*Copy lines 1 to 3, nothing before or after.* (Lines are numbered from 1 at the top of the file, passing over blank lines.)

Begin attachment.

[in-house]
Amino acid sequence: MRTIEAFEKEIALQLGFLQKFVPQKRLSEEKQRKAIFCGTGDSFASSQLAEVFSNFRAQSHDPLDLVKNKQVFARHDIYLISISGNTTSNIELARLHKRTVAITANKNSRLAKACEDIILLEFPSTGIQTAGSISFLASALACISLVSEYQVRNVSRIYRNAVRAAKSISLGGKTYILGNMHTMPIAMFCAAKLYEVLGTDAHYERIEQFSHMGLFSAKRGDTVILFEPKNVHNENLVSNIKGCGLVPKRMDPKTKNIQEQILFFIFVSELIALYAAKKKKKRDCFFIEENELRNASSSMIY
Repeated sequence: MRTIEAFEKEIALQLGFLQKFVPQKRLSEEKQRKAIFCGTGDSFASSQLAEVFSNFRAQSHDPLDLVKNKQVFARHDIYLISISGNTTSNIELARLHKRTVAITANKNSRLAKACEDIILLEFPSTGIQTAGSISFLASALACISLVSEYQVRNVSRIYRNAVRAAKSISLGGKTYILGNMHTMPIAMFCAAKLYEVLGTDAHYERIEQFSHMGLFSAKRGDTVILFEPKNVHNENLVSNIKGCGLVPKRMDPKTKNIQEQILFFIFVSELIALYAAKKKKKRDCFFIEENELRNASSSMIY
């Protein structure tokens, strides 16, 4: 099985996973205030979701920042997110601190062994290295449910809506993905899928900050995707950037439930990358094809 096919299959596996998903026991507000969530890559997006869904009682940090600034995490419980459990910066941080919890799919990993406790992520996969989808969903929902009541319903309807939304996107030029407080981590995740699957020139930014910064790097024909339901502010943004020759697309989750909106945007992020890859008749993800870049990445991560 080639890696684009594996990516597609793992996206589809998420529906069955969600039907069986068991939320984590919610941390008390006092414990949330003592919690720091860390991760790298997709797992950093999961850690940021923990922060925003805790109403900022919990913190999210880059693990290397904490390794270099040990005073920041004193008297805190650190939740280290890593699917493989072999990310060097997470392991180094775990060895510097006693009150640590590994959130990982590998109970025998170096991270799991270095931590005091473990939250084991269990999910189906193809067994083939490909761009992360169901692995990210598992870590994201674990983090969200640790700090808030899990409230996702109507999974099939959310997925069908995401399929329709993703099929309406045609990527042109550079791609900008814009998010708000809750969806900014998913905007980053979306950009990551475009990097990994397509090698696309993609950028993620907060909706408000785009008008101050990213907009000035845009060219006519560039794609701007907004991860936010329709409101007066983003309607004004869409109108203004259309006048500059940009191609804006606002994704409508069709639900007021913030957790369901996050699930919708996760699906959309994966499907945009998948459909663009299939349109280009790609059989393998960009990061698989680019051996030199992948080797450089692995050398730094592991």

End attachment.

[in-house]
Amino acid sequence: MRTIEAFEKEIALQLGFLQKFVPQKRLSEEKQRKAIFCGTGDSFASSQLAEVFSNFRAQSHDPLDLVKNKQVFARHDIYLISISGNTTSNIELARLHKRTVAITANKNSRLAKACEDIILLEFPSTGIQTAGSISFLASALACISLVSEYQVRNVSRIYRNAVRAAKSISLGGKTYILGNMHTMPIAMFCAAKLYEVLGTDAHYERIEQFSHMGLFSAKRGDTVILFEPKNVHNENLVSNIKGCGLVPKRMDPKTKNIQEQILFFIFVSELIALYAAKKKKKRDCFFIEENELRNASSSMIY
Repeated sequence: MRTIEAFEKEIALQLGFLQKFVPQKRLSEEKQRKAIFCGTGDSFASSQLAEVFSNFRAQSHDPLDLVKNKQVFARHDIYLISISGNTTSNIELARLHKRTVAITANKNSRLAKACEDIILLEFPSTGIQTAGSISFLASALACISLVSEYQVRNVSRIYRNAVRAAKSISLGGKTYILGNMHTMPIAMFCAAKLYEVLGTDAHYERIEQFSHMGLFSAKRGDTVILFEPKNVHNENLVSNIKGCGLVPKRMDPKTKNIQEQILFFIFVSELIALYAAKKKKKRDCFFIEENELRNASSSMIY